Arriving in Zhongye, I’ve quickly realised this is another of those anonymous dusty industrial sprawls that China specialises in so well. A quick manouvre onto a rickety minibus that reassuringly looks like it’s been worked over with a cricket bat and I’m on my way south to the mountains.
Ten minutes into the journey, we pull up behind an empty bus and everyone is ordered off and told to go into the next bus. At least that’s what I presume was said. Lots of shouting and arm waving, I just shrug my shoulders and follow the herd. Trying to work out logic in daily life here is a bad move, madness lives down that path.
Mati Si was worth every effort to reach however. Tucked up on the edge of some very large mountains that form a first barrier to the Tibetan Plateau to the south sits a lush valley with an array of ancient Bhuddist temples carved into the sandstone cliffs starting from over 1,600 years ago with many of the temples accessible only by climbing hidden staircases and vertical shafts in the cliffs.
The people are descended from a mix of Tibetan and Mongol herders, you immediately feel that surrounded by Tibetan prayer flags and stupas on the hills. It’s a blissful world away from the melee of the city to the north. People are relaxed, friendly and seem to have all the time in the world. Life moves at a very leisurely pace up here. And the air is clean and the sky blue – you learn not to take that for granted in China, especially further east where a brown soup sits over much of the country for weeks on end.
I’ve spent the day climbing around inside the caves and up on to the ridge above for some amazing views across the valley and up into the mountains. In the evening I go for a walk up into the meadows and sit for a while with a local herder who seems intent on holding a long conversation with me despite it being fairly obvious that I can barely form a word in Chinese. I suspect that even if I had a good grasp of Beijing mandarin, I still wouldn’t have a clue what this guy was saying, a bit like learning basic Queen’s English then visiting Falkirk and attempting to engage with a drunk scheemy. It’s ok though, it fits in with the vibe of this place.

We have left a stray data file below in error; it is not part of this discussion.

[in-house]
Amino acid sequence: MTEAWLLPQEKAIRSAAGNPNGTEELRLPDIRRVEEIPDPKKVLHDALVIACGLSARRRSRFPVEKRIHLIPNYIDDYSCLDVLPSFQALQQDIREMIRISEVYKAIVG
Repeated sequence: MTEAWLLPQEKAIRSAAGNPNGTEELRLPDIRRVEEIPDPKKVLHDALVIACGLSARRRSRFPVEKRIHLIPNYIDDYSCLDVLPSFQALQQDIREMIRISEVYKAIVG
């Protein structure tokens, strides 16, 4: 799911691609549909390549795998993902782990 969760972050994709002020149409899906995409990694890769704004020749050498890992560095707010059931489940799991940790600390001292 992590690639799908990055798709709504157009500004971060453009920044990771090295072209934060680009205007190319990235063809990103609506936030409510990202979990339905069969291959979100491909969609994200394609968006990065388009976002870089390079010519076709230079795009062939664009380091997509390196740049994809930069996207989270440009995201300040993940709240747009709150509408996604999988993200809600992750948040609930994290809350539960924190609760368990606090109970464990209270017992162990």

In the morning I go for more hikes across the tops with more friendly locals and visit the 1,000 Bhudda caves further down the valley where a man oddly attempts to flog me plumbing fixtures. Just what I needed.
I’ve decided to abandon any ideas of travelling the south just yet – aside from feeling like a sauna that’s had someone be over generous with the water bucket, there’s floods and lightning storms as far as the forecasts go.
I’ve flown into Lanzhou in the central north on the edge of the Gobi desert with the intention to follow the old Silk Road as far as the Chinese border. It’s already over 40 degrees in these parts but that’s not as hot as it gets and in any case, I’ll take the feeling of sticking your face into a blast furnace over resembling Victoria Falls in wet season any day.
Lanzhou as it turns out is an unnecessary hour’s bus ride from.the airport (always good to find out at 1am) and sits in a bowl surrounded by mountains. When you factor in over 3 million people and a lot of heavy industry it ends up with some of the worst air pollution in the world. There’s a night market across from hotel which I arrive at after 2am, and it seems to be in full swing still. I nestle down on to my bed made of granite and am lulled to sleep by the gentle thwok thwok thwok of an air conditioner that sounds like a military helicopter coming in to land.
With nothing much to hold me in town I decide to take the first train west and get out of Dodge … which I barely make becausqe a) the traffic moves at roughly 4kph so it takes almost an hour to make the short distance to the train station and b) I’m held at the security scan and told that underarm deodorant and shaving cream are too dangerous to take on a train. I didn’t let that one go, in the end I caused them too much embarrassment and they just tell me to get on the train, deodorant and all.
Travelling with toiletries is the kind of living-on-the-edge adventuring I do. When Mao Zedong raised the revolution cry, no way did he do it with sweaty pits and three day stubble.
I spent most of my few days there hiking on the islands trying to acclimatise to the sudden change from a New Zealand winter to a very hot and humid Hong Kong. Always good to visit, still plenty left for future returns …
A couple of details regarding the Chinese visas might have been handy before attempting to spend 6 months travelling through the country … the six month multiple entry visa only allows stays of up to 30 days at a time (as does any Chinese visa apparently). It’s also only available to residents of Chinese territories. Double entry was the best I could do.
It’s going to need some creative planning to dip in and out of the country without involving an insane amount of flying and expense … I think I’m up for that challenge 🙂
First stop, the northern deserts sandwiched between Tibet and Mongolia.